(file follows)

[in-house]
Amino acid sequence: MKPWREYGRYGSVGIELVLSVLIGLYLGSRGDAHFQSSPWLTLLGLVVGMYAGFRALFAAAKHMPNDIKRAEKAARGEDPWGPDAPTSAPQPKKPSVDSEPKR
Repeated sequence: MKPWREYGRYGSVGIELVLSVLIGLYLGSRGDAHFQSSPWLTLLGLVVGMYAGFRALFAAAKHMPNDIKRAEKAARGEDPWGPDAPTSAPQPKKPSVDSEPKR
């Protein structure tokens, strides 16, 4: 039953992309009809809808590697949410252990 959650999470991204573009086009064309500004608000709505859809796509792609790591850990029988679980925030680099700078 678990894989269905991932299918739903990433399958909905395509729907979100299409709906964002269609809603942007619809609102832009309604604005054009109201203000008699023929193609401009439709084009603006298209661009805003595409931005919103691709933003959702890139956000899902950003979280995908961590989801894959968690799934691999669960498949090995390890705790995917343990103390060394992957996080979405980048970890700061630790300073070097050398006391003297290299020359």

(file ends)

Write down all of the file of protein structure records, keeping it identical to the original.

[in-house]
Amino acid sequence: MKPWREYGRYGSVGIELVLSVLIGLYLGSRGDAHFQSSPWLTLLGLVVGMYAGFRALFAAAKHMPNDIKRAEKAARGEDPWGPDAPTSAPQPKKPSVDSEPKR
Repeated sequence: MKPWREYGRYGSVGIELVLSVLIGLYLGSRGDAHFQSSPWLTLLGLVVGMYAGFRALFAAAKHMPNDIKRAEKAARGEDPWGPDAPTSAPQPKKPSVDSEPKR
């Protein structure tokens, strides 16, 4: 039953992309009809809808590697949410252990 959650999470991204573009086009064309500004608000709505859809796509792609790591850990029988679980925030680099700078 678990894989269905991932299918739903990433399958909905395509729907979100299409709906964002269609809603942007619809609102832009309604604005054009109201203000008699023929193609401009439709084009603006298209661009805003595409931005919103691709933003959702890139956000899902950003979280995908961590989801894959968690799934691999669960498949090995390890705790995917343990103390060394992957996080979405980048970890700061630790300073070097050398006391003297290299020359």